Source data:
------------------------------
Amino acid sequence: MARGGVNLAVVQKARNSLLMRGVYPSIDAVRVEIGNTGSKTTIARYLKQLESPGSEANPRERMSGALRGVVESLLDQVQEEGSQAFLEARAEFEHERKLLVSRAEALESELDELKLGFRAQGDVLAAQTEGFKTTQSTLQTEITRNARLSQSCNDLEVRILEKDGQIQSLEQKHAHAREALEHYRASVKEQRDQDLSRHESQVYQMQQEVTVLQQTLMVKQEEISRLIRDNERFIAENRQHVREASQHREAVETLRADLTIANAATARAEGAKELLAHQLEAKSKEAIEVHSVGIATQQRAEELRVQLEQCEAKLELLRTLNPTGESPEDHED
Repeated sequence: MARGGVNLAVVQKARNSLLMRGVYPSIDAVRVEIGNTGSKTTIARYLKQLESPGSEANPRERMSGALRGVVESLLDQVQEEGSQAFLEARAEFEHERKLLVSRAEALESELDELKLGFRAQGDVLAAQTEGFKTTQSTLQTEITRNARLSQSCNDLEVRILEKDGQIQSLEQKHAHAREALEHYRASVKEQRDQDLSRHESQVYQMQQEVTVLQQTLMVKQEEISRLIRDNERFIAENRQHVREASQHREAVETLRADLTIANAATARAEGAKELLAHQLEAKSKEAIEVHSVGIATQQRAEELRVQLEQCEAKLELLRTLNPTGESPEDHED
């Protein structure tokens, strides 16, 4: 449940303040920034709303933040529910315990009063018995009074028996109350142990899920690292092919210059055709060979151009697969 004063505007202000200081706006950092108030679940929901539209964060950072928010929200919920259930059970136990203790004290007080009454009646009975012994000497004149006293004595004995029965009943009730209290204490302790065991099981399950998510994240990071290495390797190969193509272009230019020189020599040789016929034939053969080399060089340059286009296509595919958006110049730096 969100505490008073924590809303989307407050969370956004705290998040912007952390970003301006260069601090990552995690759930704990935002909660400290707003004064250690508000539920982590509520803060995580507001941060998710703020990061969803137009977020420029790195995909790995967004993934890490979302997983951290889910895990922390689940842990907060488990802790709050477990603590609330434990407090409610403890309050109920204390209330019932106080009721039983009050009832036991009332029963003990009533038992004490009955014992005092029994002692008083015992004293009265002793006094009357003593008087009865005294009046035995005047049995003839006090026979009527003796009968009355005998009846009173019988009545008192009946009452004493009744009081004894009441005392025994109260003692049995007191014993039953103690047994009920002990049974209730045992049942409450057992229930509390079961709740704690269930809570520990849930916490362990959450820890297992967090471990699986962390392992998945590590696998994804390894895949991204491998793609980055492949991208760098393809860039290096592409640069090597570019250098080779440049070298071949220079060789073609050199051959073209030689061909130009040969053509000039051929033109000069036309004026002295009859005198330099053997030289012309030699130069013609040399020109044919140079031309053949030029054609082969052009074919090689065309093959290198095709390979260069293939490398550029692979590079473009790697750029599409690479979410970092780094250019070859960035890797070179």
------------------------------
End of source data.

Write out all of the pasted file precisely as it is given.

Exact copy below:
Amino acid sequence: MARGGVNLAVVQKARNSLLMRGVYPSIDAVRVEIGNTGSKTTIARYLKQLESPGSEANPRERMSGALRGVVESLLDQVQEEGSQAFLEARAEFEHERKLLVSRAEALESELDELKLGFRAQGDVLAAQTEGFKTTQSTLQTEITRNARLSQSCNDLEVRILEKDGQIQSLEQKHAHAREALEHYRASVKEQRDQDLSRHESQVYQMQQEVTVLQQTLMVKQEEISRLIRDNERFIAENRQHVREASQHREAVETLRADLTIANAATARAEGAKELLAHQLEAKSKEAIEVHSVGIATQQRAEELRVQLEQCEAKLELLRTLNPTGESPEDHED
Repeated sequence: MARGGVNLAVVQKARNSLLMRGVYPSIDAVRVEIGNTGSKTTIARYLKQLESPGSEANPRERMSGALRGVVESLLDQVQEEGSQAFLEARAEFEHERKLLVSRAEALESELDELKLGFRAQGDVLAAQTEGFKTTQSTLQTEITRNARLSQSCNDLEVRILEKDGQIQSLEQKHAHAREALEHYRASVKEQRDQDLSRHESQVYQMQQEVTVLQQTLMVKQEEISRLIRDNERFIAENRQHVREASQHREAVETLRADLTIANAATARAEGAKELLAHQLEAKSKEAIEVHSVGIATQQRAEELRVQLEQCEAKLELLRTLNPTGESPEDHED
């Protein structure tokens, strides 16, 4: 449940303040920034709303933040529910315990009063018995009074028996109350142990899920690292092919210059055709060979151009697969 004063505007202000200081706006950092108030679940929901539209964060950072928010929200919920259930059970136990203790004290007080009454009646009975012994000497004149006293004595004995029965009943009730209290204490302790065991099981399950998510994240990071290495390797190969193509272009230019020189020599040789016929034939053969080399060089340059286009296509595919958006110049730096 969100505490008073924590809303989307407050969370956004705290998040912007952390970003301006260069601090990552995690759930704990935002909660400290707003004064250690508000539920982590509520803060995580507001941060998710703020990061969803137009977020420029790195995909790995967004993934890490979302997983951290889910895990922390689940842990907060488990802790709050477990603590609330434990407090409610403890309050109920204390209330019932106080009721039983009050009832036991009332029963003990009533038992004490009955014992005092029994002692008083015992004293009265002793006094009357003593008087009865005294009046035995005047049995003839006090026979009527003796009968009355005998009846009173019988009545008192009946009452004493009744009081004894009441005392025994109260003692049995007191014993039953103690047994009920002990049974209730045992049942409450057992229930509390079961709740704690269930809570520990849930916490362990959450820890297992967090471990699986962390392992998945590590696998994804390894895949991204491998793609980055492949991208760098393809860039290096592409640069090597570019250098080779440049070298071949220079060789073609050199051959073209030689061909130009040969053509000039051929033109000069036309004026002295009859005198330099053997030289012309030699130069013609040399020109044919140079031309053949030029054609082969052009074919090689065309093959290198095709390979260069293939490398550029692979590079473009790697750029599409690479979410970092780094250019070859960035890797070179």